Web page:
If China's leaders set a growth target of 7 percent at the upcoming National People¿s Congress, expect a lot more easing, says Sam Le Cornu, senior portfolio manager, Asia Listed Equities at Macquarie Funds Group.» Read More
With global markets continuing their tumble and bond yields dropping in tandem, calls are getting louder for a coordinated central bank action to stem panic in markets.
Stimulus measures by Beijing will provide just a temporary fix for China’s slowing economy and could derail the country’s long-term economic rebalancing plans, say experts.
The massive commodities boom of the past decade is at its tail end given the slowdown in one of the largest consumers, China, says Ruchir Sharma, Head of Emerging Markets at Morgan Stanley Investment Management.
Continued weakness in China’s economic data, as well as growing risks of a Greek exit from the euro zone, will drive Beijing to launch aggressive stimulus measures in order to prevent a further deterioration of growth in the world’s second largest economy, economists and strategists told CNBC.
The situation in the euro zone has become so bleak that it is giving rise to rumors the euro will be tied to the dollar at close to parity, a dramatic fall, which would have severe implications for the US and China. The Financial Times reports.
As China’s leaders have been preoccupied with a political struggle leading up to a once-in-a-decade leadership change this autumn, there are increasing signs that the Chinese economy may be running into trouble. The NYT reports.
The overwhelming majority opinion is that a communist government can accomplish what no other country has ever done, namely engineer a soft landing from the bursting of an immense, speculative, credit bubble. I have a different view.
China has loosened bank lending in response to its ongoing slowdown. But the old trick of turning up the monetary spigot merely delays the needed structural reforms and leaves a bigger inflation legacy. Instead, the country needs to lower taxes and improve competitiveness, says Andy Xie.
The one step closer I refer to is the announcement from the People’s Bank of China this weekend that it was widening the trading range in which the yuan could fluctuate against the US dollar, from 0.5 percent to 1 percent.
Chinese students are increasingly heading to western universities for both undergraduate and postgraduate education.
China’s economy is changing. Indeed, it has to change, as I argued two weeks ago (“How to blow away China’s gathering storm clouds”, 20 March 2012). The good news is the scale of the external rebalancing. The bad news is that this is at the cost of larger internal imbalances.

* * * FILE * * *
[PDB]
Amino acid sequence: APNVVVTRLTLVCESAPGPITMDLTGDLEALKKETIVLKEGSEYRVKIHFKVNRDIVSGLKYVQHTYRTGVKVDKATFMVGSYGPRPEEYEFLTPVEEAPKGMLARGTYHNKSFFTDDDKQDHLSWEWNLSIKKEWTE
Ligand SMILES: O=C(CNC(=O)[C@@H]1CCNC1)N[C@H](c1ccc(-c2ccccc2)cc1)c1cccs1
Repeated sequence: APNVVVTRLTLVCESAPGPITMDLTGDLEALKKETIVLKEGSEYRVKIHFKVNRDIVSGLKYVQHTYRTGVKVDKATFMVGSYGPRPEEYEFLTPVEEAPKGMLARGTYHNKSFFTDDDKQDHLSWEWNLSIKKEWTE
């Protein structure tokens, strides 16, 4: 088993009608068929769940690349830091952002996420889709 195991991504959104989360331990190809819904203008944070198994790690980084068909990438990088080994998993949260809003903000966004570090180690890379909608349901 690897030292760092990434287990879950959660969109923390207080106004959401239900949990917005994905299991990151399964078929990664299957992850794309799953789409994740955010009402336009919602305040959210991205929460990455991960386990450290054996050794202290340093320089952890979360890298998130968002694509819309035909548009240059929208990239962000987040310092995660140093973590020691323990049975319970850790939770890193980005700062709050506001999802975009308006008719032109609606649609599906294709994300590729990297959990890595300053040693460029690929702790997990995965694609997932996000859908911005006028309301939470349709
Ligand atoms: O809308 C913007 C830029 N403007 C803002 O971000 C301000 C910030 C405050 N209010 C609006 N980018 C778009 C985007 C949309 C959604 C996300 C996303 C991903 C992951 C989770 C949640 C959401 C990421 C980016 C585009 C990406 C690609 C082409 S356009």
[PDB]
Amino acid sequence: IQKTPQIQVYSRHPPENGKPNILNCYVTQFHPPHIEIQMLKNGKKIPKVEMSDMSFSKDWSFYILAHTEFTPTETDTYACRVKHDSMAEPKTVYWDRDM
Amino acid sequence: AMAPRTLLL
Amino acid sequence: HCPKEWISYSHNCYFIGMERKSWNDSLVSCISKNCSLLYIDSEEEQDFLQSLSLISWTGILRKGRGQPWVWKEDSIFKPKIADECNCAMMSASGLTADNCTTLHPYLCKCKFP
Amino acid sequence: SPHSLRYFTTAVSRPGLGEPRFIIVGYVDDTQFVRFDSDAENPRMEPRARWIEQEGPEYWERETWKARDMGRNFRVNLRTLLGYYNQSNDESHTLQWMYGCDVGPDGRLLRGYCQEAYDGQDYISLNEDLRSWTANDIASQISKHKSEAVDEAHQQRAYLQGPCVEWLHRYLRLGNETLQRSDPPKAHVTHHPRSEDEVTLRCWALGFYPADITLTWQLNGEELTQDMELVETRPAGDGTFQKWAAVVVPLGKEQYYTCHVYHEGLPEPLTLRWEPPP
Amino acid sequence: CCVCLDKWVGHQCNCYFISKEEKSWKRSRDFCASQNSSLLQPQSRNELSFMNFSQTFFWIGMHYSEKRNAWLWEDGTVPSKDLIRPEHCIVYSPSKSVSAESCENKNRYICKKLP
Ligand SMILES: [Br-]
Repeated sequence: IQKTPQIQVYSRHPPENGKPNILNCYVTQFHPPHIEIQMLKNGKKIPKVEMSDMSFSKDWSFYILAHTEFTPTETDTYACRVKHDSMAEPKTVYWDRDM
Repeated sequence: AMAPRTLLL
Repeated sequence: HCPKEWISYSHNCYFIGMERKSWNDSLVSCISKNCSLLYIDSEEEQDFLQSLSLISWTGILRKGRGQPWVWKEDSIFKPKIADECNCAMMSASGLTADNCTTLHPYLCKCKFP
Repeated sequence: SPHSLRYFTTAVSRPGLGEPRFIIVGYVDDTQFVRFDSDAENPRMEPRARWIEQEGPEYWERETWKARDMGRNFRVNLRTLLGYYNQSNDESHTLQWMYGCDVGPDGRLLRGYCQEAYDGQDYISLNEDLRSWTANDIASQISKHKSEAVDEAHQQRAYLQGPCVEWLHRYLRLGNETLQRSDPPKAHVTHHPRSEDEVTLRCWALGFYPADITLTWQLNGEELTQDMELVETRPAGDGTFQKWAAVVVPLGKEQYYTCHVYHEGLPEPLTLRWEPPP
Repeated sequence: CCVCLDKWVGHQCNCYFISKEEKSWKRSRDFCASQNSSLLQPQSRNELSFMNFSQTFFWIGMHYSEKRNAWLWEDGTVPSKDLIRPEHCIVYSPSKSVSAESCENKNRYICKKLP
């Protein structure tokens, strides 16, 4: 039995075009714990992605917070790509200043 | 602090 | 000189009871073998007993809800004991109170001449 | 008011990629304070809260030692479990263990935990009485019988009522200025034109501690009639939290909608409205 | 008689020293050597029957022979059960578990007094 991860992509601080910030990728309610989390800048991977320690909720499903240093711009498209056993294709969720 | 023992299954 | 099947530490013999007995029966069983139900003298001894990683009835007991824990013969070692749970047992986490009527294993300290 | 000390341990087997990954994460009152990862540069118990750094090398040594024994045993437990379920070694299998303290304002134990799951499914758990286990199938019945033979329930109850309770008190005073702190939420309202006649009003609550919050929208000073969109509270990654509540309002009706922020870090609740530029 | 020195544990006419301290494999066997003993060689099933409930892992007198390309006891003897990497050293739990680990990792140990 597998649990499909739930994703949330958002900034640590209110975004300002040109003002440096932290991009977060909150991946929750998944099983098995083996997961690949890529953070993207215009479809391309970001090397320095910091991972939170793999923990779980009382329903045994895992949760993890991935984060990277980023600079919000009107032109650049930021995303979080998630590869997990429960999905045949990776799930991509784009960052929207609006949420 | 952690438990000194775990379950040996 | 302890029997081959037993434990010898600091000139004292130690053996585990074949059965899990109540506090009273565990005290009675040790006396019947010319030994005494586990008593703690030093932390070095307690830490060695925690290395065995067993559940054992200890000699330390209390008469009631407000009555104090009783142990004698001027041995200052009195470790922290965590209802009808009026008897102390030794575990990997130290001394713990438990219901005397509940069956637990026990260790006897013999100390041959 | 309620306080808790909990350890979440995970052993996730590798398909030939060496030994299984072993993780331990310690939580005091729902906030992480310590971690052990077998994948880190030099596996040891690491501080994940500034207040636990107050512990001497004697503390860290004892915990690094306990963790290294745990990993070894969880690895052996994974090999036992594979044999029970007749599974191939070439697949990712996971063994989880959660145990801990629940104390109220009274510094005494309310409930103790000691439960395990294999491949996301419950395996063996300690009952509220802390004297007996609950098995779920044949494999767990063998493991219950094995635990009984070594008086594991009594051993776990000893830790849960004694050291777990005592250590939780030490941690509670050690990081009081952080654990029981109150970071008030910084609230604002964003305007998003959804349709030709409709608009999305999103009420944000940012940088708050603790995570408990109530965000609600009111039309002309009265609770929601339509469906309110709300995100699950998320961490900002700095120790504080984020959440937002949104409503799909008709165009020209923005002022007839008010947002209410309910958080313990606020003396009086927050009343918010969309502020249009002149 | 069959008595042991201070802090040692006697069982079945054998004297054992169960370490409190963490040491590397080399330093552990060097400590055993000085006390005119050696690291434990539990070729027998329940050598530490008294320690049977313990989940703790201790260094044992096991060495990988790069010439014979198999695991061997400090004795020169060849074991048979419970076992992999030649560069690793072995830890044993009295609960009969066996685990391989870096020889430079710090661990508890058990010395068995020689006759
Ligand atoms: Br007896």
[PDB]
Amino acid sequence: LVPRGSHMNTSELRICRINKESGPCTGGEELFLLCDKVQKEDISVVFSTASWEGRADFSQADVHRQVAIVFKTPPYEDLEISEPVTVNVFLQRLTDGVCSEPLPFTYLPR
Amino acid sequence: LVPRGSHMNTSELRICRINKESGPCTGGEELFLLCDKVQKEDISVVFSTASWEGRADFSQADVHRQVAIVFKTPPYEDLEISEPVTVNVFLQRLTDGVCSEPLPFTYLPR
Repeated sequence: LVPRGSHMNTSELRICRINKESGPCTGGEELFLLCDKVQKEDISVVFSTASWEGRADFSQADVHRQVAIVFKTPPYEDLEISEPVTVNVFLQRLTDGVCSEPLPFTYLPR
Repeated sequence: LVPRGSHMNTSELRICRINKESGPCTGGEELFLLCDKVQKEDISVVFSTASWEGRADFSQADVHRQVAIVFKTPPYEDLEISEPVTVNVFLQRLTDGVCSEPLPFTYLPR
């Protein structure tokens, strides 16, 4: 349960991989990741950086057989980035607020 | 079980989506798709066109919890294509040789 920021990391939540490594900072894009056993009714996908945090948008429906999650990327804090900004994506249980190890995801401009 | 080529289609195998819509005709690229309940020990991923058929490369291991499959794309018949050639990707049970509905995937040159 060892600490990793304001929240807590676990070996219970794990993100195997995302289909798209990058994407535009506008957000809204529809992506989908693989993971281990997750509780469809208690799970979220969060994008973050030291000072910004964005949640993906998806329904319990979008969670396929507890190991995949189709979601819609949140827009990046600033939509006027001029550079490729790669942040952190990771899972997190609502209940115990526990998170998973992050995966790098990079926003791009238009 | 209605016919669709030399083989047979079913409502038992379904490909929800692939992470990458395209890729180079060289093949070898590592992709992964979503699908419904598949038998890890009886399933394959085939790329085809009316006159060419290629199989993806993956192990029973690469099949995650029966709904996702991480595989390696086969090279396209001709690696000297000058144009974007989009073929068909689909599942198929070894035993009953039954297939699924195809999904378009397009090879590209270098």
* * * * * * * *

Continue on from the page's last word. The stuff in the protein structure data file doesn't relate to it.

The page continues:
A contraction in Chinese manufacturing has sparked fears of a hard landing in that country and an overall global slowdown. But that actually could prove a positive for U.S. economic growth.
The next four decades will be full of the unexpected, since we live in an era of particularly rapid change. But Megachange is something to be embraced, not feared. Here's why.
Despite China’s inflation rate hitting a 20-month low in February sparking talk of further monetary easing, some analysts don’t expect Beijing to aggressively boost growth as rising prices are still a threat.
China will unveil a host of new policies aimed at boosting growth in the next few weeks as the country tries to stimulate investment, according to James Kynge, author of the international bestseller "China Shakes the World".
After spending most of 2011 in negative territory, Chinese stocks have the biggest upside potential, according to Cedric Ma, Senior Investment Strategist at Convoy Asset Management.
The next big global financial crisis will emanate from China. That is not a firm prediction. But few countries have avoided crises after financial liberalization and global integration. Would China be different? Only if Chinese policymakers retain their caution, says the FT's Martin Wolf.
The politics of China's need for a smooth leadership succession this year provide the best protection against a hard economic landing, regardless of stuttering exports, faltering capital flows, local government debts and lingering inflation risks.
China should accelerate the loosening of capital controls, its central bank said, in a report outlining the path to a freely tradable currency and more open capital markets. The Financial Times reports.
The Chinese central bank's move to boost economic growth by cutting the reserve requirement ratio (RRR) by 50 basis points over the weekend, for the second time in almost three months, is part of its "fine-tuning" of monetary policy, say analysts who expect more such easing in 2012.